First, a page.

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Chocolate’s coming home

9 February 2021

Image NINXIVI via Flickr (CC BY 2.0)

On 5 February international food giant Mondelez announced it was shifting the bulk of its Cadbury’s Dairy Milk production back to Bournville, in the West Midlands. The move reverses much of the outsourcing that took place in 2017.

Cadbury’s Dairy Milk Chocolate can trace its roots back to 1824 when John Cadbury opened a grocer’s shop in central Birmingham selling cocoa, drinking chocolate, tea and coffee. In the 1870s the company moved production to the countryside south of Birmingham, also creating a model village for employees. The whole area became known as Bournville.

The Dairy Milk recipe has remained unchanged since its launch in 1905. It was, at the time and still is, a national favourite – an iconic British brand, the bestselling chocolate bar in Britain and Ireland. But the EU would not recognise this. According to them it’s not even chocolate at all because a small amount (up to 5 per cent) of the cocoa butter is replaced by an alternative vegetable fat.

That formulation was originally made to make chocolate more affordable, whilst creating a favourable texture and melting characteristics. In 1997 Euro MPs voted to ban the name “milk chocolate” for products which contain any non-cocoa butter vegetable fat. Britain had to agree to keep selling its products in the EU. At the time MP Theresa Gorman said, “none of this manoeuvring is anything to do with opening up trade, it is blatantly to protect their own markets”.


The EU actively encouraged the sale of Cadburys to US conglomerate Kraft Foods in 2010, ending 200 years of British ownership. Inevitably and contrary to assurances given during the takeover talks, Kraft closed British factories, moved some production abroad and sold off assets.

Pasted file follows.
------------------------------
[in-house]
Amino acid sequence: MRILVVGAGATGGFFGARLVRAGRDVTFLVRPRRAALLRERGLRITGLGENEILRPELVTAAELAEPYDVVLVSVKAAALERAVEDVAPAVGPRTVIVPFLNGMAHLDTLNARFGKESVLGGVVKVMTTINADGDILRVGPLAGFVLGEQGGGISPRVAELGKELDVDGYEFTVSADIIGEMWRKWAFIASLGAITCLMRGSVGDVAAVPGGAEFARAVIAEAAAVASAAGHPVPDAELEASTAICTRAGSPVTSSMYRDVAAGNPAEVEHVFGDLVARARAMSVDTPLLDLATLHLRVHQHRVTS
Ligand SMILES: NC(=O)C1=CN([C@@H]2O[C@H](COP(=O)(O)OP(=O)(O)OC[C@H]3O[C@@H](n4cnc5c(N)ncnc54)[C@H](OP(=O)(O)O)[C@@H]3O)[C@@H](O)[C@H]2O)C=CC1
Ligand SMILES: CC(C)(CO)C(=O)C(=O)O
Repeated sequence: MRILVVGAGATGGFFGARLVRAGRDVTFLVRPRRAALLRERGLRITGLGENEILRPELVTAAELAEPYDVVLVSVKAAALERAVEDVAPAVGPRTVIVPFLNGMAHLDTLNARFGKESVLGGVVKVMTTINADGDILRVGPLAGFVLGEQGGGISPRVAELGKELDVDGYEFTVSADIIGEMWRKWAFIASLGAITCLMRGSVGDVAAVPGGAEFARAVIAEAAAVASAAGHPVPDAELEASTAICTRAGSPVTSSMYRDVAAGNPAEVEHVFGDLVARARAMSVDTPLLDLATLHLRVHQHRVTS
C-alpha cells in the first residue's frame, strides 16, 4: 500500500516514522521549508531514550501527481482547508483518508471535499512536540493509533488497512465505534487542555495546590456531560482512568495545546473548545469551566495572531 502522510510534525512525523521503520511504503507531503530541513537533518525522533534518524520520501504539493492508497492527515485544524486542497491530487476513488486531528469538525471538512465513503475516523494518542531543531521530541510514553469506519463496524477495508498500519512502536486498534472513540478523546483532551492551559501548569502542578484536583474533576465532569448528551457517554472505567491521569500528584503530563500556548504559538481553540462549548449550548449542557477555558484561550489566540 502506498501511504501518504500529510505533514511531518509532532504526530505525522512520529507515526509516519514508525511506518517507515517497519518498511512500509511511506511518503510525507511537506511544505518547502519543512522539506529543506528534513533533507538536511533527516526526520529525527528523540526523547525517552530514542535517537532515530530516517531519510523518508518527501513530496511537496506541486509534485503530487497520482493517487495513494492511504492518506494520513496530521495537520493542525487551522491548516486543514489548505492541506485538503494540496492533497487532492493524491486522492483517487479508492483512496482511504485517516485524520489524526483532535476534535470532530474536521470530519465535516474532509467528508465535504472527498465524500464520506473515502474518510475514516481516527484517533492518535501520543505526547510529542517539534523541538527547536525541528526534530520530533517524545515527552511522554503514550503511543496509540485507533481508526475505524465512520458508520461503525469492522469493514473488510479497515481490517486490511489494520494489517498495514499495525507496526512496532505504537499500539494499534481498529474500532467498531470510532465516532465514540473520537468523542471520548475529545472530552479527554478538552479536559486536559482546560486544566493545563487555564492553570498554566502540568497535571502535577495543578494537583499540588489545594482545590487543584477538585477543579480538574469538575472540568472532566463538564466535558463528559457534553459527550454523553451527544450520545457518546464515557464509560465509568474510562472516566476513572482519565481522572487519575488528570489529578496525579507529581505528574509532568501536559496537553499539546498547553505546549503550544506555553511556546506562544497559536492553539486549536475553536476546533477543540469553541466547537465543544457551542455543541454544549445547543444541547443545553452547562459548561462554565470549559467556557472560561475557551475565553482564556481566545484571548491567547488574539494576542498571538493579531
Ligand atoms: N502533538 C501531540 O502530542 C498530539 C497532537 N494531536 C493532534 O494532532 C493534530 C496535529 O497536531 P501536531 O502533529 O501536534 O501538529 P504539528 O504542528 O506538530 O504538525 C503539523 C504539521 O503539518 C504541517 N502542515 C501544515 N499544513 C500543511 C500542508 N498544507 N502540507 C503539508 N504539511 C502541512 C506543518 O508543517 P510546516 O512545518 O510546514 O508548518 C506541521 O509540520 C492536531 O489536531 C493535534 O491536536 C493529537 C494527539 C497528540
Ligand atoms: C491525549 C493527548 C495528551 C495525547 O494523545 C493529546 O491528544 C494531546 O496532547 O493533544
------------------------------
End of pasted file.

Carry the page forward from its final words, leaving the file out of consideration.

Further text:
Kraft restructured in 2012, with the Cadbury business going to Mondelez International. It subsequently transferred a significant proportion of the production capacity from Birmingham to Germany, apparently based on an assertion by the European Commission that costs in Britain were up to three times higher than those that could be achieved in mainland Europe.

Some Dairy Milk was, for a time, made in Poland. In practice however, those cost assumptions proved rather wide of the mark. Mondelez has responded by agreeing an investment of £15 million to upgrade and modernise the residual facility at Bourneville, increasing capacity there to 35,000 tons of chocolate in the first instance.


Bourneville will turn out over 5 million blocks of Dairy Milk a day and over a million Wispa Bars by the summer. John Clarke, on behalf of Unite the Union, pointed to the Company’s overwhelming vote of confidence in the UK workforce. It is a credit to the union, its members and management representatives within Mondelez that an investment on this scale has been secured and delivered in the midst of a coronavirus pandemic.

They have shown what can be done. This has resulted in a highly efficient manufacturing and supply infrastructure for the iconic Cadbury Dairy Milk Tablets, which can’t be matched anywhere in Europe. Mondelez has designated Bourneville as its global centre for chocolate research and product development. EU enthusiasts were always keen to point out the damage that Brexit would do to the manufacturing base, but our chocolate’s coming home.